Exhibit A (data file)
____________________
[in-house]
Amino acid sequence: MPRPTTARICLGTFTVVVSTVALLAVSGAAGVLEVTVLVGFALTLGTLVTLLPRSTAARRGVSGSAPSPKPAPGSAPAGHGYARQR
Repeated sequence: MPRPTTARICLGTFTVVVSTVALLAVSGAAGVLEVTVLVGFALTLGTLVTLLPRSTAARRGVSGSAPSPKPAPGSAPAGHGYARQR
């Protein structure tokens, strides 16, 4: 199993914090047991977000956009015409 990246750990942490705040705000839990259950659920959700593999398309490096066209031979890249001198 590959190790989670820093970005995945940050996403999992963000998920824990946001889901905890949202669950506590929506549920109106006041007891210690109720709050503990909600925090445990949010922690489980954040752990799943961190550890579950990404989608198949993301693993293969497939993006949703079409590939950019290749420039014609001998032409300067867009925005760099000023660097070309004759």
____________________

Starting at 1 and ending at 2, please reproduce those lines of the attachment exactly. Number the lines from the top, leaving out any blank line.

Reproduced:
[in-house]
Amino acid sequence: MPRPTTARICLGTFTVVVSTVALLAVSGAAGVLEVTVLVGFALTLGTLVTLLPRSTAARRGVSGSAPSPKPAPGSAPAGHGYARQR